Illness lessened that relief. While at St Joseph’s Convent, she had to contend with a first serious attack of rheumatoid arthritis. Again, in her final year at Northeastern, as she was preparing for G.C.E. exams, a second attack of the same illness left her hospitalized for months. She remembers finally being released from hospital on 24 April, 1965 and writing her first examination exactly a month later, feeling it was a lost cause. Fortunately though, she had been preparing.
While waiting for results, Eva continued to prepare for life, acting with a sister “almost like parents” in providing care and discipline for younger siblings. This meant teaching herself to sew, not only to clothe her siblings, but also to create elaborate wedding dresses for friends. It meant learning embroidery, making fabric dolls, floral arrangements, perfecting cookery and, among other things, getting started in writing as a lifetime activity.
Always focussed on her career, she also taught children in Vega de Oropouche. Months later, Eva David was elated to learn she had passed seven of eight subjects, one of them with distinction.
In the course of improving herself, Eva became a trendsetter. In 1965 she was the first valedictorian, first employee and first teacher produced by Northeastern College. On graduating with distinction in 1978 from the Roman Catholic Women’s Training College, she was the first former student to return to North Oropouche R.C. School as a teacher.
Improving on her circumstances meant development of Eva’s mothering skills. Beside caring for three children of her own, she came to be known for taking her sewing machine to school to design and make costumes. This approach benefited students she taught at Biche, St Francis, Arima Girls’ and St Joseph Girls’ R.C. Schools. At Dinsley-Trincity School, she rose to the level of Principal, her contribution then peaking at Matura Government Primary School, from where she retired.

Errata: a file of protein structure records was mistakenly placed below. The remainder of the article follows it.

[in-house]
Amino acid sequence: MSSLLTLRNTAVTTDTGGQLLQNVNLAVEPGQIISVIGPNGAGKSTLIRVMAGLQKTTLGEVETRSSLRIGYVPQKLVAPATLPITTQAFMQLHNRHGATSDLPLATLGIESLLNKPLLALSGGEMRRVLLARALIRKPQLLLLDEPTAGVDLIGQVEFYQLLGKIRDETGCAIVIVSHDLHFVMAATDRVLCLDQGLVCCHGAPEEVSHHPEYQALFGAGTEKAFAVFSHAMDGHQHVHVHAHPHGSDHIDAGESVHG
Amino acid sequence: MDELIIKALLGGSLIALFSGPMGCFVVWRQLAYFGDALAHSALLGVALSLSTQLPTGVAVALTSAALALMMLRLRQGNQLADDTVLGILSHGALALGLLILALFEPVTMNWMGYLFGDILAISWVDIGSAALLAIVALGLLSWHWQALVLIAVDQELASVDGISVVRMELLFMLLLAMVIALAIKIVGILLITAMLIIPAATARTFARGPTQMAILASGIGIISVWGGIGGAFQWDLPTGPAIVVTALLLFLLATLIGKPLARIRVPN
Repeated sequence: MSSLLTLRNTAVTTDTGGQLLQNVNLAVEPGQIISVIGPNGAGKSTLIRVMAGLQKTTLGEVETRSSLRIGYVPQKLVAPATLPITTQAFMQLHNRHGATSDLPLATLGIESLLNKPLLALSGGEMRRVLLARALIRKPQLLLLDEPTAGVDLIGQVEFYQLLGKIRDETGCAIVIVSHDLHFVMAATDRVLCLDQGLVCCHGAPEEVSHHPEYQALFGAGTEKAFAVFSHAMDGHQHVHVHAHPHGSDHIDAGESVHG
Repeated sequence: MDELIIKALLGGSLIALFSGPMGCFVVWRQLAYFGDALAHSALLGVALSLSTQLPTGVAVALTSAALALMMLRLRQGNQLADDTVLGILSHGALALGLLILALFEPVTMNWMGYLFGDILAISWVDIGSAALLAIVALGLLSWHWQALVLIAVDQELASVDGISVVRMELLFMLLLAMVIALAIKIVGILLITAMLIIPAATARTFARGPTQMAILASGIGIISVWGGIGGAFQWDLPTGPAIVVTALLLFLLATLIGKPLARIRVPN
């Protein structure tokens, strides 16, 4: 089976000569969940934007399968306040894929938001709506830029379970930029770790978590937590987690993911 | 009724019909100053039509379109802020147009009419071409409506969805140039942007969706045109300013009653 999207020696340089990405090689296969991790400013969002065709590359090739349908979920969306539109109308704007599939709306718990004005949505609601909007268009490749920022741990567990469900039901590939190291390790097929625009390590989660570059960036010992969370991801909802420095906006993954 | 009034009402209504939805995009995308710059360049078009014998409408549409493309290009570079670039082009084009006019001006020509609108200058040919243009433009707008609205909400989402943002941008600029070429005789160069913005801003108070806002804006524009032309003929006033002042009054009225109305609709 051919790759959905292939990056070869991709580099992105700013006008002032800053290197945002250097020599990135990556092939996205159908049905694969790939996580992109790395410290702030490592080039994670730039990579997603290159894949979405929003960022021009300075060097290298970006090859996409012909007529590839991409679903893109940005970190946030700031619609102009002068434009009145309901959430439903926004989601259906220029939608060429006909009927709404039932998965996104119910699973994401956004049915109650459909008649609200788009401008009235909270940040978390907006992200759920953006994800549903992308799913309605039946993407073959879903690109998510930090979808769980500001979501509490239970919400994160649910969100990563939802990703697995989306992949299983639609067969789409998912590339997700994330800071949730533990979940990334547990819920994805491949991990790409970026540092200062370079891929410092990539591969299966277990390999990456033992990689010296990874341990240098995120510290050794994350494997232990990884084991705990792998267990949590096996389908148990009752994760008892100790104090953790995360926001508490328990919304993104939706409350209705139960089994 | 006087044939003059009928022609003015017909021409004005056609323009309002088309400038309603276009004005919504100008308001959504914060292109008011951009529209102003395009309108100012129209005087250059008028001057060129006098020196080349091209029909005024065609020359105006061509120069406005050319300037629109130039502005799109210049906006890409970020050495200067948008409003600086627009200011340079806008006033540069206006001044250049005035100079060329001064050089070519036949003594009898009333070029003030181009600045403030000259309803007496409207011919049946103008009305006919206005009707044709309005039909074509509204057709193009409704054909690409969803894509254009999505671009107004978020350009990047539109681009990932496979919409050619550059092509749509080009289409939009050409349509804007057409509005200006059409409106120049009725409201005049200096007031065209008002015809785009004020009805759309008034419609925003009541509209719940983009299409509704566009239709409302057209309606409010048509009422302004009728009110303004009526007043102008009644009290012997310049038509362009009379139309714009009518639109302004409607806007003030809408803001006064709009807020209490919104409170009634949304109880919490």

After retirement, Eva continued to contribute her skill and experience at the private St Andrew’s College in Sangre Grande and at Valencia North Secondary School. At St Andrew’s, a young man reflected on her success, commenting that without her, he would have ended up in the Youth Training Centre. That success crystallized in a class of boys she taught at Valencia North who were hardly able to read or write, and were “extremely streetwise.” Like classrooms of others before them, they responded predictably to her typical sensitive approach, expressed in her first anthology of poems:
For Eva, improving, listening and teaching came to mean more than a job, or income. Long after she waited for examination results, and villagers paid her two dollars per month to tutor their children, teaching had become a matter, effectively of religious zeal. On retiring in 1999, she evidently published her poems, hoping to kick-start funding for construction of a homework centre. Despite being unable to implement that idea, Eva persisted with makeshift arrangements at home, tutoring children and adults, not only in
academics but (in) life skills, morals and values as well. She teaches… the importance of caring for each other, the importance of education and they (children) know that any problem they have—school or life related—she is there to listen to them with an unbiased ear.
Such was her commitment to education that without the support she expected, Eva was now teaching primary and secondary students in organized classes, voluntarily. As one reporter observed, eleven years after her retirement, “it goes beyond the money — not that she doesn’t have uses for it like everyone else.” Which is where Eva’s story is hardly just a personal matter.
One twelve-year-old leaving her village for another planet, as it were, represented thousands who benefited from initiatives intended to transform a nation. As she grew to age twelve in that nation, most parents had only basic primary education. This did not mean, however that there was no interest in education. Traditional underfunding restricted access to schools, the Head of Government himself being the prime example of that restriction. Astonishingly, he was also the prime example of benefits available from removing barriers to education.